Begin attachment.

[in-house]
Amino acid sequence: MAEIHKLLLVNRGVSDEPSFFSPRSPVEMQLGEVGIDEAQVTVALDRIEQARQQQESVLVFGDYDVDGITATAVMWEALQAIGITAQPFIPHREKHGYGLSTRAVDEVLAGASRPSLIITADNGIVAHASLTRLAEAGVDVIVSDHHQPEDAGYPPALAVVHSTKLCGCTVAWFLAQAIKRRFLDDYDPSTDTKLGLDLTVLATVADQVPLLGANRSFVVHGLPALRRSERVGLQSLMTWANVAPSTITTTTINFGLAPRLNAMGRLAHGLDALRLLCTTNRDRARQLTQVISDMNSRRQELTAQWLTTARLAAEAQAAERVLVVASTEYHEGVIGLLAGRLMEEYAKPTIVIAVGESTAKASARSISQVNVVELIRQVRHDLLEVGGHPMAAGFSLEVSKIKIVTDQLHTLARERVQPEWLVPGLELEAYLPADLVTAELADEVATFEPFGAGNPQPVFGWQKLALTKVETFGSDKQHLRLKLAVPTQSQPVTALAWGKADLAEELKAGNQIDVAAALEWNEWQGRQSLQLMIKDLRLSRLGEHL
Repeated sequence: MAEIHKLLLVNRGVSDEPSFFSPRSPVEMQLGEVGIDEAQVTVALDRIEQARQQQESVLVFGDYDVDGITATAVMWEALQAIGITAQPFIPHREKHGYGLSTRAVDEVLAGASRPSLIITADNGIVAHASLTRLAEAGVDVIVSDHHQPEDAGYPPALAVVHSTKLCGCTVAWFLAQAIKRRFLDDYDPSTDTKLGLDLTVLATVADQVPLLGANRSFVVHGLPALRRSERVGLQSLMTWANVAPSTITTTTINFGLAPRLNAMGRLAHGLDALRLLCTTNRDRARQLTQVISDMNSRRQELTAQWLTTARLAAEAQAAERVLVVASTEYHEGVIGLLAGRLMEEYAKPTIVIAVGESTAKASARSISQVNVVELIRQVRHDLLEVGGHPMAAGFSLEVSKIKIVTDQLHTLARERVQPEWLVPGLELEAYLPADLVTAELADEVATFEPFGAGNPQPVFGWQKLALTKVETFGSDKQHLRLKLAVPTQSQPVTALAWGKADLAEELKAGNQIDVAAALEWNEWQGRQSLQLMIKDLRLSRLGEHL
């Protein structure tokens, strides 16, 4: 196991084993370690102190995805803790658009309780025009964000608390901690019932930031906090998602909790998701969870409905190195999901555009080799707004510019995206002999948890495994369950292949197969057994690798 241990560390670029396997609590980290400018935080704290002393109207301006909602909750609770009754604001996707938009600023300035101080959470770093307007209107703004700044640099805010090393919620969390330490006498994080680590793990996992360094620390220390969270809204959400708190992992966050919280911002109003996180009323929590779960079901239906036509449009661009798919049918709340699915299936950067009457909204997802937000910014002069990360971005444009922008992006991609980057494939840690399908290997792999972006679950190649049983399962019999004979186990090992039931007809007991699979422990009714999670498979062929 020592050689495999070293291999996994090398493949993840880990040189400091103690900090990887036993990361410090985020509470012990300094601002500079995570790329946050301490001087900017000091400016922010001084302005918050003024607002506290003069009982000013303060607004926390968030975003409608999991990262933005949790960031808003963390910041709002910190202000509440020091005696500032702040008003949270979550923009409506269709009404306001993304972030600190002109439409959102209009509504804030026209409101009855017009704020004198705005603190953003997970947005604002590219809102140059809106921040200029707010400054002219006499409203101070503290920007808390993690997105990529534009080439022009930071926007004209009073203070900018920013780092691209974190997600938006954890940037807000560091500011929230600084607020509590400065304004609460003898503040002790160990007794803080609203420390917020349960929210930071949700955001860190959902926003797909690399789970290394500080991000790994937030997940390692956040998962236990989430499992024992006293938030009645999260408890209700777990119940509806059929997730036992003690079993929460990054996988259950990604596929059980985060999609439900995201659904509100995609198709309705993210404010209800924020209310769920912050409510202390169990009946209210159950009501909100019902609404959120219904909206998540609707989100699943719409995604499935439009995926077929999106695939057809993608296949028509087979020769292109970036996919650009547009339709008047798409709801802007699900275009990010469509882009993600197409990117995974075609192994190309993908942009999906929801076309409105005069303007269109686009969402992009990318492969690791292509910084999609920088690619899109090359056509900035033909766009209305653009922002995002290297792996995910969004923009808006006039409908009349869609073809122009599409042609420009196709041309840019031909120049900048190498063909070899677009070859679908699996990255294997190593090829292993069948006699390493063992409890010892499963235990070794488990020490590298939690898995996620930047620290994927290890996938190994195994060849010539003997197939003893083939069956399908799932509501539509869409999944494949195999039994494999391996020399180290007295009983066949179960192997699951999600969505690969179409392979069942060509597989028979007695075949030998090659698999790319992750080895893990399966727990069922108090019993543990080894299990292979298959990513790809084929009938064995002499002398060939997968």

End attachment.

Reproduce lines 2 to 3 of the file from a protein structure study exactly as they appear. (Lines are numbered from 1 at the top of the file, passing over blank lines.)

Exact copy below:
Amino acid sequence: MAEIHKLLLVNRGVSDEPSFFSPRSPVEMQLGEVGIDEAQVTVALDRIEQARQQQESVLVFGDYDVDGITATAVMWEALQAIGITAQPFIPHREKHGYGLSTRAVDEVLAGASRPSLIITADNGIVAHASLTRLAEAGVDVIVSDHHQPEDAGYPPALAVVHSTKLCGCTVAWFLAQAIKRRFLDDYDPSTDTKLGLDLTVLATVADQVPLLGANRSFVVHGLPALRRSERVGLQSLMTWANVAPSTITTTTINFGLAPRLNAMGRLAHGLDALRLLCTTNRDRARQLTQVISDMNSRRQELTAQWLTTARLAAEAQAAERVLVVASTEYHEGVIGLLAGRLMEEYAKPTIVIAVGESTAKASARSISQVNVVELIRQVRHDLLEVGGHPMAAGFSLEVSKIKIVTDQLHTLARERVQPEWLVPGLELEAYLPADLVTAELADEVATFEPFGAGNPQPVFGWQKLALTKVETFGSDKQHLRLKLAVPTQSQPVTALAWGKADLAEELKAGNQIDVAAALEWNEWQGRQSLQLMIKDLRLSRLGEHL
Repeated sequence: MAEIHKLLLVNRGVSDEPSFFSPRSPVEMQLGEVGIDEAQVTVALDRIEQARQQQESVLVFGDYDVDGITATAVMWEALQAIGITAQPFIPHREKHGYGLSTRAVDEVLAGASRPSLIITADNGIVAHASLTRLAEAGVDVIVSDHHQPEDAGYPPALAVVHSTKLCGCTVAWFLAQAIKRRFLDDYDPSTDTKLGLDLTVLATVADQVPLLGANRSFVVHGLPALRRSERVGLQSLMTWANVAPSTITTTTINFGLAPRLNAMGRLAHGLDALRLLCTTNRDRARQLTQVISDMNSRRQELTAQWLTTARLAAEAQAAERVLVVASTEYHEGVIGLLAGRLMEEYAKPTIVIAVGESTAKASARSISQVNVVELIRQVRHDLLEVGGHPMAAGFSLEVSKIKIVTDQLHTLARERVQPEWLVPGLELEAYLPADLVTAELADEVATFEPFGAGNPQPVFGWQKLALTKVETFGSDKQHLRLKLAVPTQSQPVTALAWGKADLAEELKAGNQIDVAAALEWNEWQGRQSLQLMIKDLRLSRLGEHL